Vendor prices were not cheap, and rightly so, after all, the product quality was superb and the food was fresh, organic, and delicious.
Food vendors ranged from kombucha bars and ice cream tubs to Thai dishes and Greek bites. I opted for an all-natural, organic vegan stand. During my first day at the event, I ordered a beautifully arranged ceviche plate and a cup of ginger hibiscus iced tea ($12+$3). The dish was wonderfully creative: chopped white mushrooms resembling fish drizzled with something cheesy, but non-dairy, topped with blue corn chips highlighted with an avocado-tomato-sprout relish. Being very pleased with the taste, I went back to the same stand the next day and ordered a kale salad tossed with a delicious avocado vinaigrette ($9). Down the row, I sampled trail mix, healthy elixirs, and got a strong cup of joe. The coffee stand’s dark roast blew doors on that popular double tailed mermaid chain.
Plants, seeds, garden tools, books, produce, clothing, artwork, and more lined an indoor hall, gardens, and outdoor tents. Seed companies such as Baker Creek, Wild Boar Tomatoes, and the Garlic Gypsy displayed items for purchase and offered produce examples and samples. Mouthwatering tastings were had at the various chocolate and honey vendor stands, as well as in the children’s exhibit hall.
That’s where I discovered I just had to get my hands on some Thai Rom watermelon seeds. It took quite a lot of will power to restrain from purchasing coconut macadamia butter, hand crafted tablecloths, trail mix with cacao bits, and a set of ornate antique drinking glasses.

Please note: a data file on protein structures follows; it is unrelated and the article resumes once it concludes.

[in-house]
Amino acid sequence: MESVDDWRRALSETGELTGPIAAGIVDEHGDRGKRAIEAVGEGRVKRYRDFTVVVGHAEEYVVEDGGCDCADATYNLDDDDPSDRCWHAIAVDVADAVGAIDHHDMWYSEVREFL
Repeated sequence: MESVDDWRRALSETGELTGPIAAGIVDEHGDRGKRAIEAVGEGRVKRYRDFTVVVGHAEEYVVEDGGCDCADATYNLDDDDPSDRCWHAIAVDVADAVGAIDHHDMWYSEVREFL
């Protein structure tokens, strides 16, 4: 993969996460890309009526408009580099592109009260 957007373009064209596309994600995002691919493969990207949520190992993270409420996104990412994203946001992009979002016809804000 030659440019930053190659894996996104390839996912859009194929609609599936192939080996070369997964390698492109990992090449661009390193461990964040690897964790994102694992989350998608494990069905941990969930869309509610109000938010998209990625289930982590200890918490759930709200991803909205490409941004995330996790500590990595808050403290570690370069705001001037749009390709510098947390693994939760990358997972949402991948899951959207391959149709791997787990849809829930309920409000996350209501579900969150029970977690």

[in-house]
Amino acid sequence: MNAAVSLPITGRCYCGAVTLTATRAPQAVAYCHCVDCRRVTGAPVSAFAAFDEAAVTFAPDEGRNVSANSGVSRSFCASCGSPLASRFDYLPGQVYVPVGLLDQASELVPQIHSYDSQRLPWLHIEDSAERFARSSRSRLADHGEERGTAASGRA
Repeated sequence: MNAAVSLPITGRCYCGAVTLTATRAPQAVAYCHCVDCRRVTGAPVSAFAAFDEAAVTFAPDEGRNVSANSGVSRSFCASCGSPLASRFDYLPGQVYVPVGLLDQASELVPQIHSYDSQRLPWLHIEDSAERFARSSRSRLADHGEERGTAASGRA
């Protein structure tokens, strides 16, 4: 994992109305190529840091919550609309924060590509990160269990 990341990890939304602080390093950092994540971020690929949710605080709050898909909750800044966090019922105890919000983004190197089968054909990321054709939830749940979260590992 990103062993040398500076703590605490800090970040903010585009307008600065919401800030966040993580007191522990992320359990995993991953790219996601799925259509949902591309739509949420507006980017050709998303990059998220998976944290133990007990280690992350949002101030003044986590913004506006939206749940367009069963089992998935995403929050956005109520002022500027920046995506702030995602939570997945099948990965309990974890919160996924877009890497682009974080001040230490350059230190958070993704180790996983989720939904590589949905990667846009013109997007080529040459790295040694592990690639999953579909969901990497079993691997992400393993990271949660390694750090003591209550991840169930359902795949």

The vendor hall also included local organizations soliciting volunteers and nonprofit organizations creating awareness. I learned about biodynamic and biointensive farming, local ecology, Navajo culture, and building sustainable farming in Mexico and Peru.
Exhibits and Demo Gardens
The exhibit hall took me by surprise with its towering mountain of squashes in every size, color, shape, variety, and texture. Rows upon rows of tables displayed heirloom vegetables and fruits.
The Dazzling Dahlias show lit up one side of the hall with bright surreal petals blooming from green stems standing at attention in rows of various heights.
A gourd sculptor entertained onlookers as she adorned her intricately carved masks and manipulated a sandy brown bird puppet. I was most fascinated by the ironic fat cat birdhouse sculpture.
The far end of the exhibit hall featured the Great Pumpkin contest. Humungous, odd shaped pumpkins were forklifted to the scale for a ceremonious weigh in, then sat lopsided on pallets waiting for results.
Leonardo, a tired pumpkin who lay on its side, won first place at a whopping 1387 pounds!
The demo gardens gave me ideas for all kinds of home-farm improvements. I was sitting on a hay bale in front of an old porcelain tub and barrel fountain with floating lilies, when I discovered an ingenious use for pallets. We have a “pallet garden” propped up against a fence that could be better utilized as a compost bin. Being the novice farmer, it was definitely an “aha” moment.
Goats, sheep, and all sorts of poultry were on display in the red barn area near the horse stables.